Art Exhibition Launched in Response to Hateful Political Rhetoric

Artwork: Patrick Martinez “Justice For All” (2015). Courtesy of the artist and Charlie James Gallery, LA. Photo by Jeff Rau.

There’s no shortage of ways to respond to hateful rhetoric. You could shout back. Throw a punch. Ignore it. Or you could launch an art exhibition. Professor and curator Jeff Rau went the art route, pulling together what would become And Who is My Neighbor, a group exhibition on view now through Oct. 28 at the Green Art Gallery on the Biola University campus in La Mirada, Calif.

Artwork: Alejandro Cartagena "Carpoolers #23" (2012). Courtesy the artist and Kopeikin Gallery, LA.

Artwork: Alejandro Cartagena
“Carpoolers #23” (2012). Courtesy the artist and Kopeikin Gallery, LA.

Many of the participants in the show were born in, or have ties to, the campus’s closest metropolis: Los Angeles. The exhibition is both tender and unsettling in its depiction of life on the margins: in “Untitled Cardboard Series” by Ramiro Gomez, four paintings show solitary Latino men tending to gardens in California’s elite neighborhoods (at top). In “Carpoolers #23” (left), Mexican photographer Alejandro Cartagena captures a prostrate laborer surrounded by tools, hard hats, and debris in the bed of a pick-up truck. Three additional photographs by Cartagena show similar scenes. Patrick Martinez (who Crave profiled earlier this year) contributed one of his police brutality depictions painted in Pee Chee folder style, plus a neon sign that reads “…And justice for all” (below).

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Additional art is provided by include Isabel Avila, Diedrick Brackens, Kent Anderson Butler, Lauren Halsey, Nery Gabriel Lemus, Amitis Motevalli, Cheryl Pope, Tali Weinberg, Dana Weiser, and Kehinde Wiley.

The impetus for this exhibition occurred in the spring, long before anyone knew how nasty the political climate would get. At that time, Rau was “struck by the prevalence of the racist, xenophobic, misogynist rhetoric that really seemed to be far too present in the current political debate happening in the public sphere.” Because Biola is a conservative Christian university, he was particularly offended by the way presidential candidate Donald Trump tried to court Christian leaders and align himself with Christian ethics. “It just felt like we have an opportunity to respond and talk about those that are on the margins of society, those that are struggling with very serious issues of social justice and equality,” Rau says.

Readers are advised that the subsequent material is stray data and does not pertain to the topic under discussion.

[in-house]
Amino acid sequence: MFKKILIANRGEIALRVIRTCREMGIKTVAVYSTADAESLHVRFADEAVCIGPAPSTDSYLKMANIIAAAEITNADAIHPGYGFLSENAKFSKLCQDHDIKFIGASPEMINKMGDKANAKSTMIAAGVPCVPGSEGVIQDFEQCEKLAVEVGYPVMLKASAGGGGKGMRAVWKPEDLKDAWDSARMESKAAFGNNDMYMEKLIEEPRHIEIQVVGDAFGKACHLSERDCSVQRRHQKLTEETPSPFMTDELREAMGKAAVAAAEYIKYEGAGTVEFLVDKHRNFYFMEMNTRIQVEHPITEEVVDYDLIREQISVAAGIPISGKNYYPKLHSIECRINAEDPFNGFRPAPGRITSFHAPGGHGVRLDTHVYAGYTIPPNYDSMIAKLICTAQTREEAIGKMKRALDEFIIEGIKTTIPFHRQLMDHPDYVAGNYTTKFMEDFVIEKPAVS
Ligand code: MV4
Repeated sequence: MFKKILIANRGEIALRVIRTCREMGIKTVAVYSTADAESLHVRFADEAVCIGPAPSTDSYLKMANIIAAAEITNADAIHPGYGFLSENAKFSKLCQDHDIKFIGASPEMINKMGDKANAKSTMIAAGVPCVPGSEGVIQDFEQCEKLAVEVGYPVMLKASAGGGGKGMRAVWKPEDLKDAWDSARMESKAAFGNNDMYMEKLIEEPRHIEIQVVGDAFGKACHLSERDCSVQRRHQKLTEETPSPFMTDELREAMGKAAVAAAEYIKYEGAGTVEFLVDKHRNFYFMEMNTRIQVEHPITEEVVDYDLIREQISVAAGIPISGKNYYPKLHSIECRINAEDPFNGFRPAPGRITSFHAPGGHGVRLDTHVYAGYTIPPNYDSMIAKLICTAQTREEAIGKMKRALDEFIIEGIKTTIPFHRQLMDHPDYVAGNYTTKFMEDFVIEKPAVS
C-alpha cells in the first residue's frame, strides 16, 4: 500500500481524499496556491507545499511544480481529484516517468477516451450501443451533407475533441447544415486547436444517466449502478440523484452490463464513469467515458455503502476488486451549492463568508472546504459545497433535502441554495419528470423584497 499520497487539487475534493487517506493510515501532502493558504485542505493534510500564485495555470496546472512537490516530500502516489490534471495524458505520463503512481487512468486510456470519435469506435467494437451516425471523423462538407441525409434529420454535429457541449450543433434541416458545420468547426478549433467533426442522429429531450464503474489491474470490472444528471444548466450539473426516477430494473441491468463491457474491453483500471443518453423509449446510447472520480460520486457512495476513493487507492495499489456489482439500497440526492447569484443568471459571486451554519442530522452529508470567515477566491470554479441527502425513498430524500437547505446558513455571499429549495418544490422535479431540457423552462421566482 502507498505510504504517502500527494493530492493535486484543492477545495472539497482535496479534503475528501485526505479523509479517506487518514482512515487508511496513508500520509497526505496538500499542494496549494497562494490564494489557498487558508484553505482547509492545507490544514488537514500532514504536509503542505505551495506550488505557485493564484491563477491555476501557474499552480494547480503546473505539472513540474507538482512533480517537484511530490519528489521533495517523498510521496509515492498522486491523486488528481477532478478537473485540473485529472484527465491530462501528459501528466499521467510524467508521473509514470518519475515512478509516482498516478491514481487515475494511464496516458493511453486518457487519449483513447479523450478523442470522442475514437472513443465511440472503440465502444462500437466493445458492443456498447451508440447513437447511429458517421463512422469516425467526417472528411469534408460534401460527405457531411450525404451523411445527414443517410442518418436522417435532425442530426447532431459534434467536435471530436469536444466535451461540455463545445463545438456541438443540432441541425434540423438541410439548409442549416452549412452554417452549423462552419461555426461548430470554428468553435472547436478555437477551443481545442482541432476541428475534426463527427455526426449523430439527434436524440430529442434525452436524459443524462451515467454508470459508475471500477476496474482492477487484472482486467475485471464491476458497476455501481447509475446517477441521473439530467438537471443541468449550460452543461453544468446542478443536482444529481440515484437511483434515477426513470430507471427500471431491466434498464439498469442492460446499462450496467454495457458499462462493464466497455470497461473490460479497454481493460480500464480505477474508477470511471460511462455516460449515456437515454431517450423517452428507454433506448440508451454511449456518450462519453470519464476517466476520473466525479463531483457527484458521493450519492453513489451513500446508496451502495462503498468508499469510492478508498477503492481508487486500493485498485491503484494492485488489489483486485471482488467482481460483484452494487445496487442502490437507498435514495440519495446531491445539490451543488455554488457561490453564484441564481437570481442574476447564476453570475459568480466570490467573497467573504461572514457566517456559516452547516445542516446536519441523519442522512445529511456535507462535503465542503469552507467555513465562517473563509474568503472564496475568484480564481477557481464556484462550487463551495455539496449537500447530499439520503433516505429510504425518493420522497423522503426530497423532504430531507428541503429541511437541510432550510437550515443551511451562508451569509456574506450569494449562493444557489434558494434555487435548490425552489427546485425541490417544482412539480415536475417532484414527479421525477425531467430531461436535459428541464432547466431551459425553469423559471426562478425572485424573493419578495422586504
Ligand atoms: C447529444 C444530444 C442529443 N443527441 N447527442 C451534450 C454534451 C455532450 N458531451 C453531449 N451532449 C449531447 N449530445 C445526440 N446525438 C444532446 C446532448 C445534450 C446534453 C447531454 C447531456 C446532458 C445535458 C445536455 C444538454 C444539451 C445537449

Rau invited Nery Gabriel Lemus, whose work examines racial stereotypes and tensions between Latino and African American communities, to co-curate the exhibition. Lemus connected the themes of the artists’ work to the biblical story of the Good Samaritan, referenced in the show’s title.

For those who aren’t familiar with the parable, Rau paraphrased it like this: Jesus is confronted by a religious scholar who is trying to define the commandment “Love thy neighbor” in a narrow fashion. The scholar wonders, “And who is my neighbor?” Jesus responds by telling the tale of a Jewish man who had been beaten and robbed and left for dead on the side of the road. The man kept getting passed over by people who should have offered to help him. The one who finally does stop, seeks medical attention, and finds the man a place to stay is a Samaritan, considered the “other” in that culture. Ultimately, it was the outsider, the least expected to lend a hand, that acted in a neighborly way. Thus, Jesus says, “Go and do likewise. Show mercy and love to all those in need.”

Installation view of works by Ramiro Gomez, The Green Art Gallery at Biola University.

Installation view of works by Ramiro Gomez, The Green Art Gallery at Biola University.

The moral of the Good Samaritan story is that people should be responsive and attentive to those around us, regardless of cultural background. This reminder comes at a crucial time when the country seems to be painfully divided and misguided stereotypes about minorities abound.

“It could be easy to do a strongly political show,” Rau says, “and while the idea for the show was spurred by politics, our hope is really not to do something that could be easily cornered or dismissed as being overtly political. It’s very easy in our public debate these days for everyone to isolate in their camps and we look for markers to identify what camp people are in and immediately shut down and stop listening to one another if they’re outside our camp. Our goal for this show is to encourage a posture of listening to the experience of people who have a non-mainstream experience.”

No matter what one’s religious beliefs, political leanings, or ethnic background, this eye-opening exhibition will hopefully open viewers’ minds and ears as well.